Mulan (2020)

After many delays, the legend of the woman who saved an empire is finally here and it is definitely worth the wait!

Hua Mulan is the eldest daughter of Hua Zhou, a former soldier for the Imperial Army. With her upbringing, she is a happy girl despite many efforts from her mother, who worries she will not match well with a husband. Now a young adult, after a disastrous meeting with the Matchmaker, Mulan is said to have brough dishonor. However, things have gotten worse when the Rouran Army, led by Bori Khan, have invaded China with the intent of taking over. The Emperor decrees one man from each family will train and join the Imperial Army.

Hua Zhou, despite the last battle leaving to a major injury, is forced to volunteer. However, when Mulan learns of his intentions, she decides to steal his armor and family sword. She disguises herself as Hua Jun, who trains under the leadership of Commander Tung and the strict discipline of General Qiang. Meanwhile, Bori Khan, whose father was killed by the Emperor during the last invasion, has an ace up in sleeve with Xianiang, a witch whose power is deemed inevitable. As Mulan proves herself, the Army prepares for battle and things are about to come to a head. However, what will happen if Mulan’s secret is revealed?

Those expecting something similar to the 1998 animated feature will be disappointed because this is not a musical nor do we get to see Mushu, the lovable dragon voiced by Eddie Murphy. However, those who love a nicely shot wuxia pian combined with a Disney style story will certainly enjoy this. While we won’t get to see Donnie Yen sing “I’ll Make a Man Out of You” (which would have been great since Yen is musically inclined – check out his theme song to his “Fist of Fury” series), stay for the end credits to hear lead star Liu Yifei’s Chinese rendition of “Reflection”.

Speaking of Liu Yifei, those who haven’t seen her before this film will want to see The Forbidden Kingdom to see what she can do because she does quite well here as Hua Mulan. We get to see how she earned her skills, using her unparalleled sense of chi to eventually become the warrior she is destined to be. There is a nice little fun scene where we see a young Mulan chasing a chicken and we can clearly see that her father, played by Tzi Ma, is actually more enthused much to the chagrin of her mother. The underlying factor is that it is Zhou who narrates the story, showing that while he was at first disappointed and scared for Mulan after her deceit, deep down he knows she could be a warrior.

While sadly there is no Sheng like in the animated version, that character is split in three. That’s right. Three characters. There’s the strong leader Commander Tung, played by Hong Kong action legend Donnie Yen. There’s the strict regiment sub-leader General Qiang, played by the underrated talent Ron Yuan. His work has been well seen over the course of three decades beginning with American martial arts B-movies and has gradually risen to become a major supporting actor and stunt coordinator as well as a director. Finally, there’s the romantic interest in Chen Honghui, played by Kiwi-based actor and martial artist Yoson An. An may not be seen at first as a type to play a romantic lead, but eventually, it is clear that chemistry develops.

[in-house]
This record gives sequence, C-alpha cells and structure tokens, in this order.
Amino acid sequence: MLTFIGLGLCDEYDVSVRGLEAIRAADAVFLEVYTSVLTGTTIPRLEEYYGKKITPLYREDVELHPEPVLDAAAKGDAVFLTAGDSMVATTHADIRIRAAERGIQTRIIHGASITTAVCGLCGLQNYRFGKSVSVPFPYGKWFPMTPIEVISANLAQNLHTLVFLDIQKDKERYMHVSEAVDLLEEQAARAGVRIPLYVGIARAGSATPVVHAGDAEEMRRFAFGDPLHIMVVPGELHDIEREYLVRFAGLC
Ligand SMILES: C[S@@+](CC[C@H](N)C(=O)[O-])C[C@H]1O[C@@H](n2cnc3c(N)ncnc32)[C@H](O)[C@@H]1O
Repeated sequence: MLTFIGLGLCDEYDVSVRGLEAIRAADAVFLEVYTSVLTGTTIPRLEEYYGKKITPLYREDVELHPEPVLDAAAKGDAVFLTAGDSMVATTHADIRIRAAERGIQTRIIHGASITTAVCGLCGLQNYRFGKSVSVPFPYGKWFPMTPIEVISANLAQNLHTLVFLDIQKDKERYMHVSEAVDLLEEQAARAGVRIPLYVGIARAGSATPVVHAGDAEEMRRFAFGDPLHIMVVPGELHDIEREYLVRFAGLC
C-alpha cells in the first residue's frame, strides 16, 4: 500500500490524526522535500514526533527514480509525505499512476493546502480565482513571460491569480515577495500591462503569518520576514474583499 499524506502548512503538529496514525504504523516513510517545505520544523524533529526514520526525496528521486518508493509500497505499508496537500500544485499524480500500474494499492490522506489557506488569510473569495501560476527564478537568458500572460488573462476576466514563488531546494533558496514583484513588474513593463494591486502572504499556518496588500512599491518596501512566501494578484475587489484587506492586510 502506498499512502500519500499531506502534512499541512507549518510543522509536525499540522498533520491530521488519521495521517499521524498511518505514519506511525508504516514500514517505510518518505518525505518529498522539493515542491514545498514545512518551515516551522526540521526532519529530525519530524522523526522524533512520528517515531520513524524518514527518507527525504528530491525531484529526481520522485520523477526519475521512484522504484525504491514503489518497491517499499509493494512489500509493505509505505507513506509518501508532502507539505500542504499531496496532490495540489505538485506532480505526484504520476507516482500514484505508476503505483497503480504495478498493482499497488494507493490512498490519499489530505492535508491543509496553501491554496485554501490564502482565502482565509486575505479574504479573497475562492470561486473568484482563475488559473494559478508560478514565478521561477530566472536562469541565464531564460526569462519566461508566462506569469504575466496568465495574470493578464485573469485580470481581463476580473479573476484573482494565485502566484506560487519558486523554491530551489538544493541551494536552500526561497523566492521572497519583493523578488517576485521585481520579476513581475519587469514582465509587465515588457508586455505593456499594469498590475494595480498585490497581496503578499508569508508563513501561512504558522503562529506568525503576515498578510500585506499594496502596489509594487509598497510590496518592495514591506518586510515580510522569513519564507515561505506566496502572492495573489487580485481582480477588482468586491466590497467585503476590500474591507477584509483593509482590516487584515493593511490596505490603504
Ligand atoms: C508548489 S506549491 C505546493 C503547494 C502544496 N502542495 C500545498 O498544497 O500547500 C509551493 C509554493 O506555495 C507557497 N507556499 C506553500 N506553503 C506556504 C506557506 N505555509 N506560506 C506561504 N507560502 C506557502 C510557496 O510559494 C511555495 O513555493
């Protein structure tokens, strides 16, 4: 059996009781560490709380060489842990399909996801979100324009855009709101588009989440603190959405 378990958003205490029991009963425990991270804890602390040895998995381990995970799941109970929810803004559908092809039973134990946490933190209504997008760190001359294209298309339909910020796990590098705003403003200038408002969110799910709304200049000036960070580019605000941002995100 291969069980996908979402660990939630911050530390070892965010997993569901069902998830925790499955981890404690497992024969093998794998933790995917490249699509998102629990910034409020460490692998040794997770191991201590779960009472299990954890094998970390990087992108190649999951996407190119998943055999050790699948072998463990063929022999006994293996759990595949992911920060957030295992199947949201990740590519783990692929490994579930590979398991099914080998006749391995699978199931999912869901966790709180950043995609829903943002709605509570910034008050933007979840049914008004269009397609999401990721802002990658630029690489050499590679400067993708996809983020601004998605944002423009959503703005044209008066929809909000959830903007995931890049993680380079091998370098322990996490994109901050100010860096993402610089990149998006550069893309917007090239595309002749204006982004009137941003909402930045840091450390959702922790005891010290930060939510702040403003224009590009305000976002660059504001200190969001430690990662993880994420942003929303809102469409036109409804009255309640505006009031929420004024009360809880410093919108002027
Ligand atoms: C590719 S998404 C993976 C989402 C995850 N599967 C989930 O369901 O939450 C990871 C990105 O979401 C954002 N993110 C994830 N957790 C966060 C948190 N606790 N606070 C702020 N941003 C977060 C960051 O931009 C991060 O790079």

The villains are portrayed by Jason Scott Lee and the legendary Gong Li. As Bori Khan, Jason Scott Lee is menacing to a level where he’s comfortable playing these sorts of roles in wuxia pian. He was one of the good things about the sequel Crouching Tiger, Hidden Dragon: Sword of Destiny, where he played the evil Hades Dai. As for Gong Li’s Xianiang, she makes for quite an interesting villain. With the film set at a time where women are considered inferior, Bori Khan doesn’t care deeply for her but he sees her as a powerful woman who is forced to act more like a slave and not an equal. And yet, when we see Li in her action scenes, it looks like she could actually have that strength to kill Khan herself if only she could convince herself that she is more powerful than him. The big surprise comes in martial arts legend Jet Li playing a non-fighting role as The Emperor himself and another martial arts legend, Cheng Pei-Pei, one of the second-generation wuxia plan female stars, playing the Matchmaker. Both do extremely well in their roles in the limited screen time given.

Mulan may not be everyone’s cup of tea, but this is one cup I will drink over and over again. If the question is “what if Disney made a wuxia pian, what would be the result?”, then it’s this film. Despite the obvious differences between this and its 1998 animated predecessor, this was well worth the wait.

WFG RATING: A

A Disney production. Director: Niki Caro. Producers: Chris Bender, Tendo Nagenda, Jason Reed, and Jake Weiner. Writers: Rick Jaffa, Amanda Silver, Elizabeth Martin, and Lauren Hynek; based on “The Ballad of Mulan” by Mi Fu. Cinematography: Mandy Walker. Editing: David Coulson.

Cast: Liu Yifei, Donnie Yen, Gong Li, Jet Li, Jason Scott Lee, Yoson An, Tzi Ma, Rosalind Chao, Cheng Pei-Pei, Xana Tang, Ron Yuan, Jun Yu, Chen Tang, Doua Moua, Jimmy Wong, Nelson Lee.

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